Who profits from our foreign aid? Today, continuing Crikey‘s special coverage, we carve up the cake to show who’s getting what from Australia’s foreign aid budget.

The biggest benefactors are not who you think. Rather than the big NGOs, who actually get very little government aid money to deliver programs, the little-known Coffey International tops the list (we’ll delve into them next week). Here are the key findings:

  • Corporations get the majority of Australian aid contracts and nearly 85% of the value of those contracts
  • Six corporations get between them more than half of the value of the contracts
  • The corporate share is even larger when you consider the university sector also is nearly always under pressure to include corporate-style profit margins as they seek to compensate for government funding cuts
  • Coffey International gets the largest share and in one year got 37% of the value of the contracts
  • A dramatic shift from NGOs to corporates took place over the Howard years — before 2003, NGOs got a larger share of contracts
  • The aid budget has increased under the Rudd government but for the most part it has been business as usual
  • The proportion of aid contracts going to corporates has slightly declined under Labor with most of the shift going to individuals rather than aid NGOs
  • Many individuals are also trading as small businesses but if the business only appeared to have one or two individuals, these contracts have been included with individuals
  • Contracts often last for several years so some trends across the years may simply reflect that the companies have plenty of work on the books.




Big corporates’ % of total AusAID contract value — 2007-10

Contract value
CARDNO $572,188,330.40 15.24
COFFEY $820,577,546.60 21.85
GRM $449,644,573.80 11.97
HASSALL & GHD $170,341,030.60 4.54
HK LOGISTICS $144,562,905.30 2.42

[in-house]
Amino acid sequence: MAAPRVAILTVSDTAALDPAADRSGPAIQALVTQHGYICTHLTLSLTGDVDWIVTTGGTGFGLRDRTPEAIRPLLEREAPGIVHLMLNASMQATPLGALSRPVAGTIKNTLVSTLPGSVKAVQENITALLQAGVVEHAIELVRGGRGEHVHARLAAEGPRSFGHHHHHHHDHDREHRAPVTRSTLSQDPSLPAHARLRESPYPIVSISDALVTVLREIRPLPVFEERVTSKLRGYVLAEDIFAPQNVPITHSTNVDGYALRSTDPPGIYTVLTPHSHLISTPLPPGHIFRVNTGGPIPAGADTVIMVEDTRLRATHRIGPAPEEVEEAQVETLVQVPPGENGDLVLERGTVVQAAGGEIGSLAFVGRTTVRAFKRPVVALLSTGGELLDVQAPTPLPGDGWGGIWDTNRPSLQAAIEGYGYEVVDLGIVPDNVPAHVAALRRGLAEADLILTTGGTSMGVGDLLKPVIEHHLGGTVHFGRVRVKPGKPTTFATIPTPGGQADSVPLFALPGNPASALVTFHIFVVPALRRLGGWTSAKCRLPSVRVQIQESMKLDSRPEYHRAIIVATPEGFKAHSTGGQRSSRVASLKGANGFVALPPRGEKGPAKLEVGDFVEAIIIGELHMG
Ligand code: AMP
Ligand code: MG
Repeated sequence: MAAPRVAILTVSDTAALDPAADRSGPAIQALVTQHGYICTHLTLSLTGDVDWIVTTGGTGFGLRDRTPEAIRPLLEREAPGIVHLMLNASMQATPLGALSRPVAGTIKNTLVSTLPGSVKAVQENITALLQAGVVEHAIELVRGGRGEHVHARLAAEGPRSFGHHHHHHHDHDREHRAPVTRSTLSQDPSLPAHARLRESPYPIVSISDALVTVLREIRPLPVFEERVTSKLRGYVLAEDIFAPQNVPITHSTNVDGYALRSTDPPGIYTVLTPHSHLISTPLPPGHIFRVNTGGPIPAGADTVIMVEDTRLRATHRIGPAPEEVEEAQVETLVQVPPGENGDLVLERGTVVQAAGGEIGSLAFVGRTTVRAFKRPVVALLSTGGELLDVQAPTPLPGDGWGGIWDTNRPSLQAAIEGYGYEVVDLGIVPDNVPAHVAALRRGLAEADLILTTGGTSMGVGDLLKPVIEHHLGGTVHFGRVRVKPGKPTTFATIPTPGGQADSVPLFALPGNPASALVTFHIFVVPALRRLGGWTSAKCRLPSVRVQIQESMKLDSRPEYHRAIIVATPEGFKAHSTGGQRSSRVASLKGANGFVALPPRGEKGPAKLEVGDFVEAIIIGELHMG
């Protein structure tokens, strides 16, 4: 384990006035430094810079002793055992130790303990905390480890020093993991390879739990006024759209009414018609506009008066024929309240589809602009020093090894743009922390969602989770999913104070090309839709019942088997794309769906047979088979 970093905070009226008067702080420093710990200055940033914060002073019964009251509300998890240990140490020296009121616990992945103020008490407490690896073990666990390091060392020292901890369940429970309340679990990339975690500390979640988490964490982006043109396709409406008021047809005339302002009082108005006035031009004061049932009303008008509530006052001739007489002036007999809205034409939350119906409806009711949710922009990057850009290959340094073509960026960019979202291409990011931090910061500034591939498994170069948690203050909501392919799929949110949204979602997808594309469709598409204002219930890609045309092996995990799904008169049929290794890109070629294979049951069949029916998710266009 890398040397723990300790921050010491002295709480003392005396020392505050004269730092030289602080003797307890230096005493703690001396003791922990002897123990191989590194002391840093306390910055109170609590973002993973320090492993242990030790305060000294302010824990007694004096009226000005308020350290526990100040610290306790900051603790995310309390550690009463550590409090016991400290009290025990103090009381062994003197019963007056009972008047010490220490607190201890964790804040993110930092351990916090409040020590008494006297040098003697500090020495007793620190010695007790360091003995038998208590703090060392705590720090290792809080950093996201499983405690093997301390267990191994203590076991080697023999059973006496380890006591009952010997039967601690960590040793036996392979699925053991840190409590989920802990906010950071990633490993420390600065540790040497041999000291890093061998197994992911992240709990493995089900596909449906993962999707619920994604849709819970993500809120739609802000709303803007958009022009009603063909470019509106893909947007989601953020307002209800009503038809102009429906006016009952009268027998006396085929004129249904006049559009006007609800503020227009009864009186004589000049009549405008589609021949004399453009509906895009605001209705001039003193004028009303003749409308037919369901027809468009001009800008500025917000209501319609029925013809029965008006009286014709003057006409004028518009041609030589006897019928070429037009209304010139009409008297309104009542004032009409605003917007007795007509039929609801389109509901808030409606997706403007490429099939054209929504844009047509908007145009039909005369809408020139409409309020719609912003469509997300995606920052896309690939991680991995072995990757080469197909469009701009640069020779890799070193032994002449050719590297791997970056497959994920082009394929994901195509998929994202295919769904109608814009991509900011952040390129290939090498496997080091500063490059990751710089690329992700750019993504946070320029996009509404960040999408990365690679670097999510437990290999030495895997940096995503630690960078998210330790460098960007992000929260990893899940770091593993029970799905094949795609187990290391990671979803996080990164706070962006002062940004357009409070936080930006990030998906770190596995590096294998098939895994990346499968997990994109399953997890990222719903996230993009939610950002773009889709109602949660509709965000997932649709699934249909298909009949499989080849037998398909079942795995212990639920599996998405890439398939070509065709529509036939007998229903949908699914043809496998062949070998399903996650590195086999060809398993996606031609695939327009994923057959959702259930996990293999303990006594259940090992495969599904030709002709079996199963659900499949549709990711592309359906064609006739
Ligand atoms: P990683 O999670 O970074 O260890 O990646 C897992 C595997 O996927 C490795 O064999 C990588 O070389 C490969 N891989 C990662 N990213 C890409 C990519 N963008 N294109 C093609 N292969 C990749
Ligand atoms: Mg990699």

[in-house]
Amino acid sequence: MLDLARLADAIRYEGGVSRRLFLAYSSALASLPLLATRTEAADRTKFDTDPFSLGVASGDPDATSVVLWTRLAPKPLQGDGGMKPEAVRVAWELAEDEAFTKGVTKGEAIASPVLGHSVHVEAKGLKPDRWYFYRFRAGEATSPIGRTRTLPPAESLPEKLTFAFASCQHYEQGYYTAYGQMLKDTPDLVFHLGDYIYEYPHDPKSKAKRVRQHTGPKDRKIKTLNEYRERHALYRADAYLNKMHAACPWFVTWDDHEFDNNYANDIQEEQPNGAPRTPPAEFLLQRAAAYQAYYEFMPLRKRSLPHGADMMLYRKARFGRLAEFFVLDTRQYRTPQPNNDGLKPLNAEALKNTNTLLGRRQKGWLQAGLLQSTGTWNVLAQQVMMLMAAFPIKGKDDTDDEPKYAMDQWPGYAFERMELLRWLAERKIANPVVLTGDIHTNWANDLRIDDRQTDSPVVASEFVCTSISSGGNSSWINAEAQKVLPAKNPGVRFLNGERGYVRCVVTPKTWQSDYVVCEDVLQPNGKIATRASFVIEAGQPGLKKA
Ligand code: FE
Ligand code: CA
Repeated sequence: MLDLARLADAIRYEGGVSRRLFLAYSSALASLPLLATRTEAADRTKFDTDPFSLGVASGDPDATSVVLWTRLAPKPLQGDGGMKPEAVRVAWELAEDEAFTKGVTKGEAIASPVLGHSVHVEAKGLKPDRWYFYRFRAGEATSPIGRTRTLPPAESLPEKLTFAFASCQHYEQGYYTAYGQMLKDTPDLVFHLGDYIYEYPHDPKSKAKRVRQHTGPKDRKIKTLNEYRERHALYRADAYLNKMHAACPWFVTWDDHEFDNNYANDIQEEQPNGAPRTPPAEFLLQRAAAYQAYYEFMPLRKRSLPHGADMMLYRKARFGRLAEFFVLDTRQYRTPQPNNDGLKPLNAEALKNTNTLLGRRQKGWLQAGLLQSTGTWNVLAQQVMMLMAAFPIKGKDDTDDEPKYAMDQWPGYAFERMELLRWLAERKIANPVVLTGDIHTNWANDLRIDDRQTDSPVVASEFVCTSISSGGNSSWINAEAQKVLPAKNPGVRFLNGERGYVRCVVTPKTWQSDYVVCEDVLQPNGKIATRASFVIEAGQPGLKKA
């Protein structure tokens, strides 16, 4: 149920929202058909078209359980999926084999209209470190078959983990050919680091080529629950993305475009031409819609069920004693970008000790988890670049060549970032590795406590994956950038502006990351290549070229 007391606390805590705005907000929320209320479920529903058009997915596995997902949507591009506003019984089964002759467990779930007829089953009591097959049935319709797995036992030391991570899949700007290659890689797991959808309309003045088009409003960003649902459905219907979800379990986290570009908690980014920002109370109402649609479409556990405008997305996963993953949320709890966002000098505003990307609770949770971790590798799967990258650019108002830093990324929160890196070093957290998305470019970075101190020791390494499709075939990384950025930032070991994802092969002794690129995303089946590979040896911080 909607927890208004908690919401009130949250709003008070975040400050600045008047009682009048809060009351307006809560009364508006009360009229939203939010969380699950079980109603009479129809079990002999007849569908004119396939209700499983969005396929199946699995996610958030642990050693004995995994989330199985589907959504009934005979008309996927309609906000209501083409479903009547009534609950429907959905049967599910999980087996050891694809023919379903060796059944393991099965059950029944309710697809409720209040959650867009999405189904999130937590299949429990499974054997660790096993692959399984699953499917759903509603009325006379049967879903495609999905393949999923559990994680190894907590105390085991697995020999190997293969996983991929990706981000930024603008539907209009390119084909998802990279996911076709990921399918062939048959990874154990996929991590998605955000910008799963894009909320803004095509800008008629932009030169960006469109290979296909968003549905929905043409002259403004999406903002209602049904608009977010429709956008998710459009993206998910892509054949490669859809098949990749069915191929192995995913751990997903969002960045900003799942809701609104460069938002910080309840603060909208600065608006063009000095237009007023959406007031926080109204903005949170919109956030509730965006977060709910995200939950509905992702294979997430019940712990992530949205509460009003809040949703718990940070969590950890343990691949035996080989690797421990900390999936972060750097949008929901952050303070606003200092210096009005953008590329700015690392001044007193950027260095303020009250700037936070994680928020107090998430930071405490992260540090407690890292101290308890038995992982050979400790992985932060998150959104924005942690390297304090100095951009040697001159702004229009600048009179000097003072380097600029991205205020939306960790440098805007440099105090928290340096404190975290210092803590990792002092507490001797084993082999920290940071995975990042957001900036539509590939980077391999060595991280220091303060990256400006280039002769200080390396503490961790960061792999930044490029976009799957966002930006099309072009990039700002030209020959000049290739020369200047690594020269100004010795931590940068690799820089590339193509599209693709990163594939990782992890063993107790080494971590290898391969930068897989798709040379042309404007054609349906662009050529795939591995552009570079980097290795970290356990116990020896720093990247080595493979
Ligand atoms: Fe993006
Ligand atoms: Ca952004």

JTA $90,832,430.96 3.85
TOTAL — BIG CORPORATES $2,248,146,817.66 59.87

No. and % of total contracts by sector — 1/07/07 to 30/6/10

Category No. of contracts %
Corporate 3389 62.67
Other govt departments 67 1.24
Unis and other educational bodies 308 5.70
NGOs and business associations 339 6.27
Individuals 1027 22.32
Other development agencies 55 1.02
Other 43 0.79

How we did the analysis: A new Australian tender database was created in 2007 and the old one was phased out. For this reason, it is not possible to analyse the earlier contracts. The Senate does publish the contracts but only ones above $100,000 which eliminates a lot of contracts and money.

You can only download a limited number of contracts from the www.tenders.gov.au website in one go, so we downloaded the database in sections and created a new Excel file. We then coded the database according to the type of supplier — corporate, individual and so on. We were then were able to create the charts and the tables and identify the big contractors. We know from our research that the database is not entirely accurate or up to date — but with a sample of more than 5000 entries, the trends are clear.

*Wendy Bacon is the Director of the Australian Centre for Independent Journalism and Shu Shu He is studying a Master of Arts (Journalism) at UTS. Read previous articles in the ‘Who profits from our foreign aid?’ series here.

Peter Fray

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Peter Fray
Editor-in-chief of Crikey